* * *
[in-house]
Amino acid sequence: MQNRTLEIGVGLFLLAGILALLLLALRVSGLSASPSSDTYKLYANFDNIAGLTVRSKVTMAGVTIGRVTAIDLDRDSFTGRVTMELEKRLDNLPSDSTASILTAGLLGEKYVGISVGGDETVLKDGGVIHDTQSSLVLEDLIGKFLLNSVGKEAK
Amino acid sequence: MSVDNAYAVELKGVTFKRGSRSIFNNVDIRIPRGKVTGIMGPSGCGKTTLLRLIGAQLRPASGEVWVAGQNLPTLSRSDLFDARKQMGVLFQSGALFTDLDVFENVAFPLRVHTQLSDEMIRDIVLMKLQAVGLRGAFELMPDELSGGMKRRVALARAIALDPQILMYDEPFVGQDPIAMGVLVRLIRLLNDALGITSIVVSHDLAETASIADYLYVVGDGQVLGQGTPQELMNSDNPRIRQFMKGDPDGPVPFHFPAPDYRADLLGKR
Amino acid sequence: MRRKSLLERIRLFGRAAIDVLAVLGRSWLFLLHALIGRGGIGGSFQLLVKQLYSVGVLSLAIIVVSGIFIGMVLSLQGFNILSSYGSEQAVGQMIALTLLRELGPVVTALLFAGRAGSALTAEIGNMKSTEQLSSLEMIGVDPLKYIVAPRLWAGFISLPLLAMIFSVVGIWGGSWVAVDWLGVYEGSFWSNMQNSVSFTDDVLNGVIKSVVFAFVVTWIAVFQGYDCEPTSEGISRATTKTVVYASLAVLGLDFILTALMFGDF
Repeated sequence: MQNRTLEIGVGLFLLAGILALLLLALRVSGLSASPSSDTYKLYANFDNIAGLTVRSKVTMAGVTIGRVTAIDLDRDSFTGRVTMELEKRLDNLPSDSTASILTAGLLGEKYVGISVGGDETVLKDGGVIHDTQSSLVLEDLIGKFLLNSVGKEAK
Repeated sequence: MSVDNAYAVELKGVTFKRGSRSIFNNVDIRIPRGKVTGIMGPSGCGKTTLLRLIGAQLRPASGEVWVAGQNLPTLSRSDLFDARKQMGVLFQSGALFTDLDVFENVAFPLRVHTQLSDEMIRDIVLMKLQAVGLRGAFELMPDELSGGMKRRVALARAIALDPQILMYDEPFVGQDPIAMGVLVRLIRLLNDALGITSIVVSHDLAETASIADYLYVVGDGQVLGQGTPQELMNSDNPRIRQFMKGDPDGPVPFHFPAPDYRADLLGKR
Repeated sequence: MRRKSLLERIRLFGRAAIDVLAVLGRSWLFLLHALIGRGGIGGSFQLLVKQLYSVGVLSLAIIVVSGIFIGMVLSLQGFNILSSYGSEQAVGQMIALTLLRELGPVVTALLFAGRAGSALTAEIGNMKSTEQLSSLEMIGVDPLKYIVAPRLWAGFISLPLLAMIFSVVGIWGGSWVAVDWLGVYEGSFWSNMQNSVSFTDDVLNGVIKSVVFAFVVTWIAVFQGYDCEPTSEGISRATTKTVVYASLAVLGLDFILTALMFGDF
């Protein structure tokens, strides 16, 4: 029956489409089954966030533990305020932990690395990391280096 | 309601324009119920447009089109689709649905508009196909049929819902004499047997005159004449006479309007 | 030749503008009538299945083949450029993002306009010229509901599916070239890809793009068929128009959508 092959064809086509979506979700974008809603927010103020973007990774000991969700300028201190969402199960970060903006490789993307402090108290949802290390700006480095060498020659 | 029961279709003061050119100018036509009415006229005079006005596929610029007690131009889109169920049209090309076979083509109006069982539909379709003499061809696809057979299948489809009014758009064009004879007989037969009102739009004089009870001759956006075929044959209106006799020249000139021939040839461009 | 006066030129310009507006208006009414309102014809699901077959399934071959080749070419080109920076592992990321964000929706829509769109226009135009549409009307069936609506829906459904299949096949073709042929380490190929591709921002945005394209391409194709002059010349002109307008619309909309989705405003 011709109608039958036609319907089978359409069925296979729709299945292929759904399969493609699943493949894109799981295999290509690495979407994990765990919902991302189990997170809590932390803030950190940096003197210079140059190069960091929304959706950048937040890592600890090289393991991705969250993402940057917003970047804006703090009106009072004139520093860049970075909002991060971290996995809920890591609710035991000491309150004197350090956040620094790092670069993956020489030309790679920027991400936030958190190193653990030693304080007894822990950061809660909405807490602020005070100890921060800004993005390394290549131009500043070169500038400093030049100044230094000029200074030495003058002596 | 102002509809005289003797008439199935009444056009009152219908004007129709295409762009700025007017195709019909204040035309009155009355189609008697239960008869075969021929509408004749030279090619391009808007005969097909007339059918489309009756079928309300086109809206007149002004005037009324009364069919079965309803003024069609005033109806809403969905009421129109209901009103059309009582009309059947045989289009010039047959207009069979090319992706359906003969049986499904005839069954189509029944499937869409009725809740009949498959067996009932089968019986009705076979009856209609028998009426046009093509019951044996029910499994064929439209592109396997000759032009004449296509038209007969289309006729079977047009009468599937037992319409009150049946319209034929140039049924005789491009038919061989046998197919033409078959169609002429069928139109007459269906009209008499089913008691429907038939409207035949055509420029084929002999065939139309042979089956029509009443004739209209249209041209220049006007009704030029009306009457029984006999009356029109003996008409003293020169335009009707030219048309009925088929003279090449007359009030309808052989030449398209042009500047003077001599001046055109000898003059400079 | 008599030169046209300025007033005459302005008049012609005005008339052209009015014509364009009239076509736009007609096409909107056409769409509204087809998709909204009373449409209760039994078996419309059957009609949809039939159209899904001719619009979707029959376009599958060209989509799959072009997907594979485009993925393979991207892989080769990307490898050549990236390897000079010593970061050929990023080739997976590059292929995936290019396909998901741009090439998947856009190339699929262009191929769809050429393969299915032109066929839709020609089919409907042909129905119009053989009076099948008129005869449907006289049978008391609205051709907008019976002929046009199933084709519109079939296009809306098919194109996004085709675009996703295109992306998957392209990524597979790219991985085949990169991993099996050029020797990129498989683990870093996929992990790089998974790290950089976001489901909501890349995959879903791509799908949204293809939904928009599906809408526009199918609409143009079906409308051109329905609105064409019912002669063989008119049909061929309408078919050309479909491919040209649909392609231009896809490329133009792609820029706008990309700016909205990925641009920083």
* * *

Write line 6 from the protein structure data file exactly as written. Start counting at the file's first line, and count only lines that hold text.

Repeated sequence: MSVDNAYAVELKGVTFKRGSRSIFNNVDIRIPRGKVTGIMGPSGCGKTTLLRLIGAQLRPASGEVWVAGQNLPTLSRSDLFDARKQMGVLFQSGALFTDLDVFENVAFPLRVHTQLSDEMIRDIVLMKLQAVGLRGAFELMPDELSGGMKRRVALARAIALDPQILMYDEPFVGQDPIAMGVLVRLIRLLNDALGITSIVVSHDLAETASIADYLYVVGDGQVLGQGTPQELMNSDNPRIRQFMKGDPDGPVPFHFPAPDYRADLLGKR